• Seat Post/Saddle Collar:  No matter how well you maintain your bike, you can develop a creak in the seat post or saddle collar at any time.  I maintain my Venge impeccably and mine started creaking wildly.  The problem here is that the more you care for your bike, the easier it is to overlook the seat post.  The creak will have no rhythm to it, it can creak whether in the saddle or out and no matter where you are in the pedal stroke….  Simply loosen your seat post clamp, work the seat post up and down a few times and tighten the clamp up again.  This one drove me nuts for more than a week.

    * If you didn’t know this already, fast, racer type people who only ride during daylight hours remove their reflectors.  Most cycling-specific clothing and shoes have enough reflective surfaces you don’t need more reflectors… besides, they add weight.  And they’re ugly.  Chuckle.  I don’t have one reflector on any of my… one, two, three…  Five bikes.  Riding without reflectors may be “illegal” where you live – and I would NEVER suggest flouting the law!  Me without my muff!  That said, do what you wish – I choose lights over reflectors when I ride near dusk (once a year).  If you feel reflectors will make you safe and more visible, definitely leave them on.  Now, the plastic spoke protector is a lawyer-required item.  They’re installed to protect shop owners and manufacturers from cyclists being stupid.  The sure mark of a noob is a plastic spoke protector still on the bike, behind the cassette.  I don’t have a spoke protector on any of my bikes because I know enough to not let my shifting get so far out of whack that the derailleur could shift the chain into the rear spokes.  If what I wrote just now makes your eyes glaze over because you have no idea what those words mean, leave your protector on.  You need it and we need to be able to identify you when you ride with us.  Call it a win/win.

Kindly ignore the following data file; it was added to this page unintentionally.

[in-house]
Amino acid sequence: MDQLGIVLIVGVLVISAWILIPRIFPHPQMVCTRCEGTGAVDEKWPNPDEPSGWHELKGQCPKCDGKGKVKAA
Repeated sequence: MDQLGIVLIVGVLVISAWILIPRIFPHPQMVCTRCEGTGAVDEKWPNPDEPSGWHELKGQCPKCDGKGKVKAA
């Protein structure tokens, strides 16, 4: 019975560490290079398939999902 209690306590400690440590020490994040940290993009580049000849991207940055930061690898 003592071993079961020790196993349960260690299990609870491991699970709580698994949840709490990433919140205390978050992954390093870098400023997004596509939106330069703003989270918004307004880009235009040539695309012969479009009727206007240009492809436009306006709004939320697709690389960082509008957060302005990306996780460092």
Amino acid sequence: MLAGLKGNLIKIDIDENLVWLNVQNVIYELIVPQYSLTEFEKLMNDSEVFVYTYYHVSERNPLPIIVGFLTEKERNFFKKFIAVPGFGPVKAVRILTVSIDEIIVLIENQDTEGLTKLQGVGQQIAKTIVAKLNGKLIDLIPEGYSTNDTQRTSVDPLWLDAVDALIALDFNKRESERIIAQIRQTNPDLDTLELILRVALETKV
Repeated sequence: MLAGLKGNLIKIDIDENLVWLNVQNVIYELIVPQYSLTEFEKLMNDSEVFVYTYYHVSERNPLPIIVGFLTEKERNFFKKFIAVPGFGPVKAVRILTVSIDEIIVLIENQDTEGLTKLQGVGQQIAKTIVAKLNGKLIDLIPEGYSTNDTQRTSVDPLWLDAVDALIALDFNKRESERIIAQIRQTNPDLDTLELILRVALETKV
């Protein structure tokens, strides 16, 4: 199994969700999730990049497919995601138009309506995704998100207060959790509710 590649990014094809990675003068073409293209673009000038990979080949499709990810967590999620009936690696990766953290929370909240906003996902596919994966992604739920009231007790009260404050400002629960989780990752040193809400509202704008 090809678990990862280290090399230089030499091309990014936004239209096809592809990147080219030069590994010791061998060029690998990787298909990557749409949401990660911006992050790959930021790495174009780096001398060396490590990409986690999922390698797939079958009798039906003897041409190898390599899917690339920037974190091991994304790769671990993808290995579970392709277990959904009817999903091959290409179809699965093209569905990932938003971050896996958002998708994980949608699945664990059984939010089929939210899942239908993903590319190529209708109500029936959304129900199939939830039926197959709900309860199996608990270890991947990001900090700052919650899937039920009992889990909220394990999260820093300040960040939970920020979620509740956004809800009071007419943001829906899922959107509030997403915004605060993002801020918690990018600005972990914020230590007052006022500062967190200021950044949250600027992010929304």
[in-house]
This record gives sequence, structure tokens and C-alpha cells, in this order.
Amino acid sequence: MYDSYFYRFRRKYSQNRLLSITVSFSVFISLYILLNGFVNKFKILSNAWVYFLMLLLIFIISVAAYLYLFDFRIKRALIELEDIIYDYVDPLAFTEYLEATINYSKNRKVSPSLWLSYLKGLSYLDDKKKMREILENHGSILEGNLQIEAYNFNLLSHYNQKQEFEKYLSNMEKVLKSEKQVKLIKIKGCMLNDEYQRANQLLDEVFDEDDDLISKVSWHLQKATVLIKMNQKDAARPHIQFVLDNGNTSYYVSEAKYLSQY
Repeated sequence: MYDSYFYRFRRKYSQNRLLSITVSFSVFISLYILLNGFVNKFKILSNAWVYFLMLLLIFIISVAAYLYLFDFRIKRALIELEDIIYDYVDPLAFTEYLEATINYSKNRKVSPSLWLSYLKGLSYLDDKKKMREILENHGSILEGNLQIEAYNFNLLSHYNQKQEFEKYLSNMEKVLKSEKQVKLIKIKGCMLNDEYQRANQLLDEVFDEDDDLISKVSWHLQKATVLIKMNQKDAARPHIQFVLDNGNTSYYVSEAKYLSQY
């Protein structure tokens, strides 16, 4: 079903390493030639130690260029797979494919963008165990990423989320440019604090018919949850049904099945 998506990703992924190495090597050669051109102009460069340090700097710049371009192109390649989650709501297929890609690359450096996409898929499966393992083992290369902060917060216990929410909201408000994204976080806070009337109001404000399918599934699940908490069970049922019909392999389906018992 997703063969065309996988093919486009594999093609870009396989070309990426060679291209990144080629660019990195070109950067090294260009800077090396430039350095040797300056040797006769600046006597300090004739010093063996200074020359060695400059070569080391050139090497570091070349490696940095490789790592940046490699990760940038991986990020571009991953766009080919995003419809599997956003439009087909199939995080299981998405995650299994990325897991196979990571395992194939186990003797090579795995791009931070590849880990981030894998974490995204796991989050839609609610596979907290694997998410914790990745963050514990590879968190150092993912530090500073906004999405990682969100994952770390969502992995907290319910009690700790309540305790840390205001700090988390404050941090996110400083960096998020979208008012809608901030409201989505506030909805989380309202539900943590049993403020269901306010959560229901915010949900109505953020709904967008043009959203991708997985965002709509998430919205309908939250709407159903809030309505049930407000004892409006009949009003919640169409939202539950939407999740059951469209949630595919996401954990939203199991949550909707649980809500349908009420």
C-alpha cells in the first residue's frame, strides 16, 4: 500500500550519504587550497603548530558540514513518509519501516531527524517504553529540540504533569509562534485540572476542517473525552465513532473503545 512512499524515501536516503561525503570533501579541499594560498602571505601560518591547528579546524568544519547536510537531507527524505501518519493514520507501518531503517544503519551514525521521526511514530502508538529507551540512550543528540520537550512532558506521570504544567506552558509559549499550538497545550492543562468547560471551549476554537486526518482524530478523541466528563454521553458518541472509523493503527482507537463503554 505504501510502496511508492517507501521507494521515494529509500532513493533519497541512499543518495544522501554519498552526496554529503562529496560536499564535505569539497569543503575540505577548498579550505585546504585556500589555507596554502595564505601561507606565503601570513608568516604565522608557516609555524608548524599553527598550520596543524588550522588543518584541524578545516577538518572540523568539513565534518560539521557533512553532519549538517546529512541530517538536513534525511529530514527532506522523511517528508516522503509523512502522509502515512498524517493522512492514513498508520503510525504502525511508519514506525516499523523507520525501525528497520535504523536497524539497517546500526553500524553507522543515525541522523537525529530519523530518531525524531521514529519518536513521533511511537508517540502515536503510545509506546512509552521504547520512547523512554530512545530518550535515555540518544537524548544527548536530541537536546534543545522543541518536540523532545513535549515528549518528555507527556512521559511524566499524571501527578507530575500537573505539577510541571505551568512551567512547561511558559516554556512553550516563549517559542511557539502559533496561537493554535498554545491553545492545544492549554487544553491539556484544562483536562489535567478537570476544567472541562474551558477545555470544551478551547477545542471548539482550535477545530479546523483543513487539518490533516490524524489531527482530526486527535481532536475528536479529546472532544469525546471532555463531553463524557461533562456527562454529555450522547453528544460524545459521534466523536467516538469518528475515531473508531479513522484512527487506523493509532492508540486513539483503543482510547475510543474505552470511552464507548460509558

1. Brent says:

      I agree about reflectors — they’re useless. But I am concerned about being seen by cars. So I now ride in broad daylight with a front flashie (Specialized Stix rechargeable) and a rear flashie (Giant $20 special which runs a long time off AAA batteries) which I think helps people give me enough room on the road. I do all my training rides by myself so I’m probably less visible than a group of 6-8 people. I haven’t felt like a car has come too close since I started using it.

      The front flashie is nearly invisible when it’s not operating (small, lies flat against handlebar, right under the Garmin) so it doesn’t make me look too dorky and the rear is just below the saddlebag so it’s not particularly prominent either.

      • bgddyjim says:

        I use a rear blinky myself, a Serfas Thunderbolt. Good stuff, brother. Ride safe.

      • MJ Ray says:

        IMO people on group rides with blinkies are only slightly better than the nuts riding around with strobes on.

        And no battery light competes with the sun, so you’re wasting money and helping motorists become complacent, arguably endangering other cyclists and walkers.

        • bgddyjim says:

          Yeah, I disagree. Also, it depends where you put the blinkie. On the lower seat stay by the dropout works great in a group.

        • MJ Ray says:

          Lights at dropout level aren’t legal at night over here on non-vintage (post-1986) bikes. Lights have to be at least 350mm (about 14 inches) above the ground, so about halfway up the seat stay is as low as you go. Annoyingly, this means some reelight and magnic lights can’t be used on some folding bikes.

    2. MJ Ray says:

      Chainring bolts: after lubing with grease, do them up (not tight) and undo them, then reinstall them. That should ensure any grit gets moved out of the used bit of thread and you don’t get creaking soon. Also, don’t tighten adjacent bolts after each other. So on a 5 bolt ring, tighten in order 1-3-5-2-4.

      Don’t sand spokes. Don’t rub lots of small grooves into a bit of the bike that’s under tension. If you’ve let them go without lube long enough and slack enough to wear grooves, it’s probably spoke replacement time.

      • bgddyjim says:

        That “sand the groove” tip came from the owner of our local bike shop. I think he knows his stuff enough to trust him. I see your point though.